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Piloted scheme sees awareness of gambling in secondary schools

Lessons to teach Secondary School children about the risks of gambling, and where to go for help and support, has been piloted by cross-party think-tank Demos, with support from GambleAware

Detailing a lack of gambling related education in the nations school curriculum, it was stated that 25,000 UK children are classed as problem gamblers, with around two million adults also at risk of developing a problem.

As part of the scheme, lessons piloted were designed to also teach of tactics used to encourage gambling, the importance of helping others and managing impulses and delayed gratification.

Reaching 650 students in selected schools countrywide, 41 percent of those had gambling participation within the last year, with using money to place bets the most common (21%), followed by playing fruit machines (17%) and playing cards for money (14%).

Dr Jane Rigbye, Director of Education at GambleAware, commented: “There are legitimate concerns about the impact of gambling-related advertising and the normalisation of gambling for children.

“It is in this context, that GambleAware is pleased to have funded this project to explore what may be effective in helping children to understand the nature of gambling and the associated risks, and to become resilient to the harms that can arise.

“We hope the success of this project will support that case for gambling and the risks it poses to be included in the PSHE curriculum in schools in the future.”

Over the course of its 12 month observation period Demos report a decline in pupils playing cards for money, representing a seven percent drop amongst the participating group.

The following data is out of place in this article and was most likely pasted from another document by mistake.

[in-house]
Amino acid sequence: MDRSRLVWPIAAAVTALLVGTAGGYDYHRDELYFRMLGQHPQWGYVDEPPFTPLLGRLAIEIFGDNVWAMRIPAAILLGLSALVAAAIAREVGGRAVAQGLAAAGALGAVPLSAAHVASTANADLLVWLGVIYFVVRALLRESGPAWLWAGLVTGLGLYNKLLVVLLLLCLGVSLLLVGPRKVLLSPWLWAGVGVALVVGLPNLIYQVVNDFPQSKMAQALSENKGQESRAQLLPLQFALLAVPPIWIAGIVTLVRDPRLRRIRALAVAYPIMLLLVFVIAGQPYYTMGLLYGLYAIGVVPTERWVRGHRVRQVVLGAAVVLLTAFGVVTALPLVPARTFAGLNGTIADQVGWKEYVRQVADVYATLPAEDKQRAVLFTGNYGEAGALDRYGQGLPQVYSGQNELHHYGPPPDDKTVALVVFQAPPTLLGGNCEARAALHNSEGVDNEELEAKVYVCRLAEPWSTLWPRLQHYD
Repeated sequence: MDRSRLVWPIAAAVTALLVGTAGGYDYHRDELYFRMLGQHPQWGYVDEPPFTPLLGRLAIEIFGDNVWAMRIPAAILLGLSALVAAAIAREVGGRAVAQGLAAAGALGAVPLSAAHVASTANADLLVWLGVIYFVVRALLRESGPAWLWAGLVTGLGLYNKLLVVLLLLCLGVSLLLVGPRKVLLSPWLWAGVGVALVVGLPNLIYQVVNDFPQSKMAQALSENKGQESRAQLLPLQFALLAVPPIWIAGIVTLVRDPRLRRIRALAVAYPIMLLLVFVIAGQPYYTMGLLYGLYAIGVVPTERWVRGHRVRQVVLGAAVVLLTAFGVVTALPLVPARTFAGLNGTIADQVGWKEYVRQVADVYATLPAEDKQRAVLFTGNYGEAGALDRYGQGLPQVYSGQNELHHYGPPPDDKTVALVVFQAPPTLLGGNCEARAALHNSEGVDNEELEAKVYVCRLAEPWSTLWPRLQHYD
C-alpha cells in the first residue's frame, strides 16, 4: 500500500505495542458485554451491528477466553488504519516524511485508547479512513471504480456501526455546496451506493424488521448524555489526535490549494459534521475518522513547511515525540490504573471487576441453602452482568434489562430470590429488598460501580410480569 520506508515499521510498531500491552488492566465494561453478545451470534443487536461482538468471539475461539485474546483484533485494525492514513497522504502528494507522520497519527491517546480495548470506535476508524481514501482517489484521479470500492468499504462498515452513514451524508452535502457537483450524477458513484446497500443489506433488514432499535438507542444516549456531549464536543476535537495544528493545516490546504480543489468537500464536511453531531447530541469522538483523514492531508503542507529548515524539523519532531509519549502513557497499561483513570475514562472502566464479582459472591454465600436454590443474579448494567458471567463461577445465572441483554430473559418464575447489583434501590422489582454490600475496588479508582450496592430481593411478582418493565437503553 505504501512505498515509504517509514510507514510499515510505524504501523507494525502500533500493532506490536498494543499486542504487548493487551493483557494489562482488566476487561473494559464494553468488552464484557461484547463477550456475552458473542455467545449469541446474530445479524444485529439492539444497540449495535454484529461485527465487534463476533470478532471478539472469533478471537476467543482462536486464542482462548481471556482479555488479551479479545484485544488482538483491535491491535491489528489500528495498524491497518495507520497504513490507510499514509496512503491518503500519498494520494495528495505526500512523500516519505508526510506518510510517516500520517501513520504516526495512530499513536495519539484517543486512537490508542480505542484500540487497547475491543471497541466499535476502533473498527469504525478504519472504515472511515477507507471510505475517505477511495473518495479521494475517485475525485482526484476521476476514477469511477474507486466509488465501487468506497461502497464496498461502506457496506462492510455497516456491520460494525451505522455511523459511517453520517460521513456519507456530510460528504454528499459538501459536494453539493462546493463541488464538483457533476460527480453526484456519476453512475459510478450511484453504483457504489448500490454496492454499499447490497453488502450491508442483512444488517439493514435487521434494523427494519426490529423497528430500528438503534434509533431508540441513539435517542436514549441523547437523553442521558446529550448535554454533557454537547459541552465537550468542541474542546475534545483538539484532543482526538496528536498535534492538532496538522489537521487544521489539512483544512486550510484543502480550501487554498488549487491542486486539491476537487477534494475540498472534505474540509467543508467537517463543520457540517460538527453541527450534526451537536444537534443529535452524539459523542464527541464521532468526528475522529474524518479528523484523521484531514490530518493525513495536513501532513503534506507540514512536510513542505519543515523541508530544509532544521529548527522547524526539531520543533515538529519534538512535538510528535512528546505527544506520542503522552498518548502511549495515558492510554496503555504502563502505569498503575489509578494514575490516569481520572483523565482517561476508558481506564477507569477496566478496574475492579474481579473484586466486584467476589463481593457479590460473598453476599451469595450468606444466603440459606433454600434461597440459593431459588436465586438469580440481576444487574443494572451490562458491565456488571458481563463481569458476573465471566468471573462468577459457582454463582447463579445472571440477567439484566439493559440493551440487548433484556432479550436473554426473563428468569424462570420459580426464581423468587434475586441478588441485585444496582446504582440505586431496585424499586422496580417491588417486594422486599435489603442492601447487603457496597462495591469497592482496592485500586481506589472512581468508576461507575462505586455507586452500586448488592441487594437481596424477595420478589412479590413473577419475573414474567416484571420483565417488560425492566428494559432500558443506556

In addition to this a rise in the ability to describe how to help individuals experiencing problem gambling (20%), awareness of where to seek help (18%), ability to describe delayed gratification (11%) and the understanding of encouragement and persuasion techniques (10%).

Simone Vibert, Social Policy Researcher at Demos, said: “Given that young people are routinely taught about the risks of drugs, alcohol and underage sex, the fact that so few are taught about gambling is an anomaly.

“Problem gambling can wreak havoc on people’s lives, not to mention their friends, families and the wider economy. Prevention is clearly preferable to treatment later down the line.  

“These lessons encourage pupils to weigh risk, manage impulses and advise others – all things that can help prevent problem gambling and other risky behaviour too.

“We therefore call upon the Government and schools to use these resources to help develop the skills and resilience of pupils, confident in the knowledge that they have been proven to make a difference.”

An individual who participated in the study added: “At first gambling seemed like quite a rare thing but we didn’t realise how easy it is to get addicted. And how bad it could be, but we learnt that I think.”

Over 100 schools have since expressed an interest in taking part, signalling the need to raise significant awareness of the risk posed to young people.

The results have since been submitted to the government as part of a consultation into PSHE lesson content, with both Demos and GambleAware highlighting the need to include gambling-related harm when teaching children about risky behaviours.

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